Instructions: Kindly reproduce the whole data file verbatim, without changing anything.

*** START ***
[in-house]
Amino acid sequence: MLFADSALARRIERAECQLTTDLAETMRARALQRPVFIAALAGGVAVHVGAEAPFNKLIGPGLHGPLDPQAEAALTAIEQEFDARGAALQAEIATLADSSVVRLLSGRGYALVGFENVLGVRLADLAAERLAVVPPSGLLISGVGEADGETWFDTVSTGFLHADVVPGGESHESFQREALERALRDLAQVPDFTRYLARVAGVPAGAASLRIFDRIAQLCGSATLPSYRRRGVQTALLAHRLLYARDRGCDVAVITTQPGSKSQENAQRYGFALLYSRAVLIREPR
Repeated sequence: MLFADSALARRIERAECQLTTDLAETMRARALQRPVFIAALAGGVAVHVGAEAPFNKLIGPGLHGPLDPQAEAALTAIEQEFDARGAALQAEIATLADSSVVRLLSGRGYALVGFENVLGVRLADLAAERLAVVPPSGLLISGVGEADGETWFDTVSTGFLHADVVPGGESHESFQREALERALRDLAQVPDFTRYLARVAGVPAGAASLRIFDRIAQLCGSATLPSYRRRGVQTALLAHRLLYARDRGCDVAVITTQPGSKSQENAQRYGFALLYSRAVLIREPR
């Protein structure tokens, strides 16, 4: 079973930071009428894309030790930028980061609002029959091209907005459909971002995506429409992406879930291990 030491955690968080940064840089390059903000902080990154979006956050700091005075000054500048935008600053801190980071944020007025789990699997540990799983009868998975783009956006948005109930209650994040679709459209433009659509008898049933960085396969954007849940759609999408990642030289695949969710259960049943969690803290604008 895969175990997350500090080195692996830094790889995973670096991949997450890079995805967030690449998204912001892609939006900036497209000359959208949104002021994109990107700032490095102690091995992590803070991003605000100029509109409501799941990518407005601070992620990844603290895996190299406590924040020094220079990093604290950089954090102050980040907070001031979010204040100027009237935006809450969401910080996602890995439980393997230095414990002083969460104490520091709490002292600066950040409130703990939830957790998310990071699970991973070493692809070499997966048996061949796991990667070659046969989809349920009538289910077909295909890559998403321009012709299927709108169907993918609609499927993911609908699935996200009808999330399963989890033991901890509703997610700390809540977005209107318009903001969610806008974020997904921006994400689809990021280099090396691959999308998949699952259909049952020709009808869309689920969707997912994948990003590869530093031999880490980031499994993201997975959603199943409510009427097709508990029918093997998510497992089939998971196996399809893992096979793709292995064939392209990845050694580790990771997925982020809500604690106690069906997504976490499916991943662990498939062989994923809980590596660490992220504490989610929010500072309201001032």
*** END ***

[in-house]
Amino acid sequence: MLFADSALARRIERAECQLTTDLAETMRARALQRPVFIAALAGGVAVHVGAEAPFNKLIGPGLHGPLDPQAEAALTAIEQEFDARGAALQAEIATLADSSVVRLLSGRGYALVGFENVLGVRLADLAAERLAVVPPSGLLISGVGEADGETWFDTVSTGFLHADVVPGGESHESFQREALERALRDLAQVPDFTRYLARVAGVPAGAASLRIFDRIAQLCGSATLPSYRRRGVQTALLAHRLLYARDRGCDVAVITTQPGSKSQENAQRYGFALLYSRAVLIREPR
Repeated sequence: MLFADSALARRIERAECQLTTDLAETMRARALQRPVFIAALAGGVAVHVGAEAPFNKLIGPGLHGPLDPQAEAALTAIEQEFDARGAALQAEIATLADSSVVRLLSGRGYALVGFENVLGVRLADLAAERLAVVPPSGLLISGVGEADGETWFDTVSTGFLHADVVPGGESHESFQREALERALRDLAQVPDFTRYLARVAGVPAGAASLRIFDRIAQLCGSATLPSYRRRGVQTALLAHRLLYARDRGCDVAVITTQPGSKSQENAQRYGFALLYSRAVLIREPR
């Protein structure tokens, strides 16, 4: 079973930071009428894309030790930028980061609002029959091209907005459909971002995506429409992406879930291990 030491955690968080940064840089390059903000902080990154979006956050700091005075000054500048935008600053801190980071944020007025789990699997540990799983009868998975783009956006948005109930209650994040679709459209433009659509008898049933960085396969954007849940759609999408990642030289695949969710259960049943969690803290604008 895969175990997350500090080195692996830094790889995973670096991949997450890079995805967030690449998204912001892609939006900036497209000359959208949104002021994109990107700032490095102690091995992590803070991003605000100029509109409501799941990518407005601070992620990844603290895996190299406590924040020094220079990093604290950089954090102050980040907070001031979010204040100027009237935006809450969401910080996602890995439980393997230095414990002083969460104490520091709490002292600066950040409130703990939830957790998310990071699970991973070493692809070499997966048996061949796991990667070659046969989809349920009538289910077909295909890559998403321009012709299927709108169907993918609609499927993911609908699935996200009808999330399963989890033991901890509703997610700390809540977005209107318009903001969610806008974020997904921006994400689809990021280099090396691959999308998949699952259909049952020709009808869309689920969707997912994948990003590869530093031999880490980031499994993201997975959603199943409510009427097709508990029918093997998510497992089939998971196996399809893992096979793709292995064939392209990845050694580790990771997925982020809500604690106690069906997504976490499916991943662990498939062989994923809980590596660490992220504490989610929010500072309201001032």